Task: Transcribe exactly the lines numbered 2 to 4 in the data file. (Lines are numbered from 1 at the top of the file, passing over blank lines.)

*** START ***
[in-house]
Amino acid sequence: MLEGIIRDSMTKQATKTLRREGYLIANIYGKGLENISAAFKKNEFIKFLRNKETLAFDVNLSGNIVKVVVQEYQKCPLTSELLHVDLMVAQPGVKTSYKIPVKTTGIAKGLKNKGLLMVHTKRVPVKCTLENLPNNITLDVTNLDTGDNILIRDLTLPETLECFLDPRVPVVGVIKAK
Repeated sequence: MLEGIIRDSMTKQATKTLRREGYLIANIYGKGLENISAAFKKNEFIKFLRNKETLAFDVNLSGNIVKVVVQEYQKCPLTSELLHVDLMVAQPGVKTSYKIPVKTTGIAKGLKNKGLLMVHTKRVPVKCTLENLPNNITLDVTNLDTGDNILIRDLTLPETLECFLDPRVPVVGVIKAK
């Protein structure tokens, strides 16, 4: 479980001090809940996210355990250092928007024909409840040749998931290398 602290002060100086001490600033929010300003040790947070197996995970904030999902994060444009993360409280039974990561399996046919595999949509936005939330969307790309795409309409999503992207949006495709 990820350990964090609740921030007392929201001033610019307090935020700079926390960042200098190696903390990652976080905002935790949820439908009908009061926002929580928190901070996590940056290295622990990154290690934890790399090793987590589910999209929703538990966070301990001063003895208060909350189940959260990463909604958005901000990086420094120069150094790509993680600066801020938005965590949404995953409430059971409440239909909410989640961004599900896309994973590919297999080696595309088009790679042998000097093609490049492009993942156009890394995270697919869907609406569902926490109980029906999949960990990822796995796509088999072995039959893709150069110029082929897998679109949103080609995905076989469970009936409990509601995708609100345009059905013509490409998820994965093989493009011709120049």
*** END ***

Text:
Amino acid sequence: MLEGIIRDSMTKQATKTLRREGYLIANIYGKGLENISAAFKKNEFIKFLRNKETLAFDVNLSGNIVKVVVQEYQKCPLTSELLHVDLMVAQPGVKTSYKIPVKTTGIAKGLKNKGLLMVHTKRVPVKCTLENLPNNITLDVTNLDTGDNILIRDLTLPETLECFLDPRVPVVGVIKAK
Repeated sequence: MLEGIIRDSMTKQATKTLRREGYLIANIYGKGLENISAAFKKNEFIKFLRNKETLAFDVNLSGNIVKVVVQEYQKCPLTSELLHVDLMVAQPGVKTSYKIPVKTTGIAKGLKNKGLLMVHTKRVPVKCTLENLPNNITLDVTNLDTGDNILIRDLTLPETLECFLDPRVPVVGVIKAK
């Protein structure tokens, strides 16, 4: 479980001090809940996210355990250092928007024909409840040749998931290398 602290002060100086001490600033929010300003040790947070197996995970904030999902994060444009993360409280039974990561399996046919595999949509936005939330969307790309795409309409999503992207949006495709 990820350990964090609740921030007392929201001033610019307090935020700079926390960042200098190696903390990652976080905002935790949820439908009908009061926002929580928190901070996590940056290295622990990154290690934890790399090793987590589910999209929703538990966070301990001063003895208060909350189940959260990463909604958005901000990086420094120069150094790509993680600066801020938005965590949404995953409430059971409440239909909410989640961004599900896309994973590919297999080696595309088009790679042998000097093609490049492009993942156009890394995270697919869907609406569902926490109980029906999949960990990822796995796509088999072995039959893709150069110029082929897998679109949103080609995905076989469970009936409990509601995708609100345009059905013509490409998820994965093989493009011709120049």